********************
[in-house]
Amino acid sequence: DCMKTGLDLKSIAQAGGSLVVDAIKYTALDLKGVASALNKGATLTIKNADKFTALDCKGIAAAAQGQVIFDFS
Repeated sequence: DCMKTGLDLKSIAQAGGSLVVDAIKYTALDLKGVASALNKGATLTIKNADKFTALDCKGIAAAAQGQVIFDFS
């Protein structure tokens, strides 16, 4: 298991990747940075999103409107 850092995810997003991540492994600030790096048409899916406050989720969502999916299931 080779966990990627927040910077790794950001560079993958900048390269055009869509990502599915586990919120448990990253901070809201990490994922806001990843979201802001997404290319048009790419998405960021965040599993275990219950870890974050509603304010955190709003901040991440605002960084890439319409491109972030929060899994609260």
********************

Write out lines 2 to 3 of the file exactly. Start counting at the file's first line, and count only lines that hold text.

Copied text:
Amino acid sequence: DCMKTGLDLKSIAQAGGSLVVDAIKYTALDLKGVASALNKGATLTIKNADKFTALDCKGIAAAAQGQVIFDFS
Repeated sequence: DCMKTGLDLKSIAQAGGSLVVDAIKYTALDLKGVASALNKGATLTIKNADKFTALDCKGIAAAAQGQVIFDFS